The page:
Curse on that Crosse (quoth then the Sarazin)That keepes thy body from the bitter fit;-Spenser, The Faerie Queene
in which the "Crosse" symbolizes the redeeming power of Christianity; or in this quotation
Strew on her roses, roses,
And never a spray of yew!-Arnold, Requiescat
in which, as is established by custom, "roses" symbolize life and beauty and "yew" symbolizes grief and mourning. Frost’s "The Road Not Taken," in which the two roads symbolize the element of decision in human destiny, is an example of a modern poem using a traditional symbol. A group of late nineteenth-century French poets, called the Symbolists, worked to symbolize general truths, metaphysical insights, and ysteries, and had a strong influence on a number of English and American poets who followed them. We can see from the example of Ode to a Nightingale that details expressed as images contribute to the development of a symbol. Indeed, it is customary to find various kinds of figures of speech working together in this way. The simile and the metaphor should be considered together, for they both express analogy, that is a comparison between one thing and another. The difference between them is simple: a simile establishes a comparison by the use of the word "like" or."as"; a metaphor establishes an identity between the things being compared. A simile may be brief, as, for example, in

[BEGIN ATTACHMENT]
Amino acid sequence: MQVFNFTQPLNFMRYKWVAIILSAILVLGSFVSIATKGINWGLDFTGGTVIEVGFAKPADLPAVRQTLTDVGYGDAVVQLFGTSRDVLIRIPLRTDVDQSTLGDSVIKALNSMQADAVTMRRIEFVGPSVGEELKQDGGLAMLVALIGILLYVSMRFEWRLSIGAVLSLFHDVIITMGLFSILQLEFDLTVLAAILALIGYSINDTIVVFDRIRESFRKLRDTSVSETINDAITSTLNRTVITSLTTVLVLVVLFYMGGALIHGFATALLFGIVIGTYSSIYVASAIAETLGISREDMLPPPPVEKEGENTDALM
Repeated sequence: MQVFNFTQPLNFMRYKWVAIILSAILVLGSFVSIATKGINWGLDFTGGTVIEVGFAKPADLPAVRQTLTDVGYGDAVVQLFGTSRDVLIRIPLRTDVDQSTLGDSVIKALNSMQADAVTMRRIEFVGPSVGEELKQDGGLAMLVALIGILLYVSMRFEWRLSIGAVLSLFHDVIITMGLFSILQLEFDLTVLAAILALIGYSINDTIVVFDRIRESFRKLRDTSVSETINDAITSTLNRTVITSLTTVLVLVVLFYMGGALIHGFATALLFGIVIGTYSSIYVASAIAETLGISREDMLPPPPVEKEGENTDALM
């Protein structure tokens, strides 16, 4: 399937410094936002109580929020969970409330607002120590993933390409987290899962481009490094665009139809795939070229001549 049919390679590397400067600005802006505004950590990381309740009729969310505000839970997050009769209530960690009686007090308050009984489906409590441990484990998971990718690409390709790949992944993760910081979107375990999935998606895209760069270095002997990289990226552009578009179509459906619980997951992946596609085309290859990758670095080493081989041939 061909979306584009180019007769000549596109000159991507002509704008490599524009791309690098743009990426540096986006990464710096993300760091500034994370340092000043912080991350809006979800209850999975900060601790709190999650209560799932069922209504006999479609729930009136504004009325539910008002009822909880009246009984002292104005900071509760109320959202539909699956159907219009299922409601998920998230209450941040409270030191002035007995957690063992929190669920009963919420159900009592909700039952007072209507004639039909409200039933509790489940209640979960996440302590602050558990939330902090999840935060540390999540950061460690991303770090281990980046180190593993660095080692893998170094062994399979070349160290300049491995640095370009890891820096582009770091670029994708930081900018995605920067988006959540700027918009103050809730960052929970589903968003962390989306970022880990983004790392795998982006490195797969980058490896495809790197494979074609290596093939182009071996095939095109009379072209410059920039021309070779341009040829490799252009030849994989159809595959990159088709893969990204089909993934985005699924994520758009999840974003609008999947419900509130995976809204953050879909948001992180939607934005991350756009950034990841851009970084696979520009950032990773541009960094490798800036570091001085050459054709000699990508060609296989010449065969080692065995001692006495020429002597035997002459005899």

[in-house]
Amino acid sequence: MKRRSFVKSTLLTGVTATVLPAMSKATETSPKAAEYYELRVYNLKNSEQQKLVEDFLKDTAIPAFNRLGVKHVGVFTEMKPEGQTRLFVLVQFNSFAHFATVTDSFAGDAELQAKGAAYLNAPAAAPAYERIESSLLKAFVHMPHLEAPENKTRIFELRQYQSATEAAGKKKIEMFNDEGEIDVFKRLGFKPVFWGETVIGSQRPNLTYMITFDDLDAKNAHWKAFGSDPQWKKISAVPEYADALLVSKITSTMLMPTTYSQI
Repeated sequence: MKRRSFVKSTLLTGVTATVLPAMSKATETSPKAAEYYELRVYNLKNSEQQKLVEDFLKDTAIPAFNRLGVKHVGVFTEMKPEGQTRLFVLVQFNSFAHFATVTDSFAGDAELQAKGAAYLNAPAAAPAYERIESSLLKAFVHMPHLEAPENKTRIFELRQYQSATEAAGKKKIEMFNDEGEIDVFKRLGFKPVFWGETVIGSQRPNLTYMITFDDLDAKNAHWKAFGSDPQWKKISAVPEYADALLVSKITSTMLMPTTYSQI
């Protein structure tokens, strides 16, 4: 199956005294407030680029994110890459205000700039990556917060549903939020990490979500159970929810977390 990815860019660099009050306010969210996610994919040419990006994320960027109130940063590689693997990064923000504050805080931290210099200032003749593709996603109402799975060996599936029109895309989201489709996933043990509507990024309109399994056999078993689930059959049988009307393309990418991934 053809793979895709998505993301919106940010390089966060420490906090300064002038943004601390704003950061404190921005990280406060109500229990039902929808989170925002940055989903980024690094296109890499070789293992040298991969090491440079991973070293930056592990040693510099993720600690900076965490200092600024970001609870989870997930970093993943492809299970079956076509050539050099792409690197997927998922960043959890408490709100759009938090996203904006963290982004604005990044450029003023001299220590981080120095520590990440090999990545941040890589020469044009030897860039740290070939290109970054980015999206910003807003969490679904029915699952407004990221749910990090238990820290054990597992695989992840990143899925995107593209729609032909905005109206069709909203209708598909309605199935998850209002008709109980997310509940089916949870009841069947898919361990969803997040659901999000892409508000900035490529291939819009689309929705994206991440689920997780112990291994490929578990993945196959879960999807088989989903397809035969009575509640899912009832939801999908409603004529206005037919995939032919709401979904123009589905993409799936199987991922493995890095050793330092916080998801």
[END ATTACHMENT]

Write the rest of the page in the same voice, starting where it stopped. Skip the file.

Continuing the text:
The chair she sat in, like a burnished throne.
-T . S. Eliot, The Waste Land
or it may be extended through a whole poem, as in Shakespeare’s Sonnet 97 ("How like a winter hath my absence been/ From thee," etc.) or Vaughan’s The World ("I saw Eternity the other night,/ Like a great ring of pure and endless light," etc.). A metaphor also may be brief, as in these lines
I am gall, I am heartburn. God’s most deep decree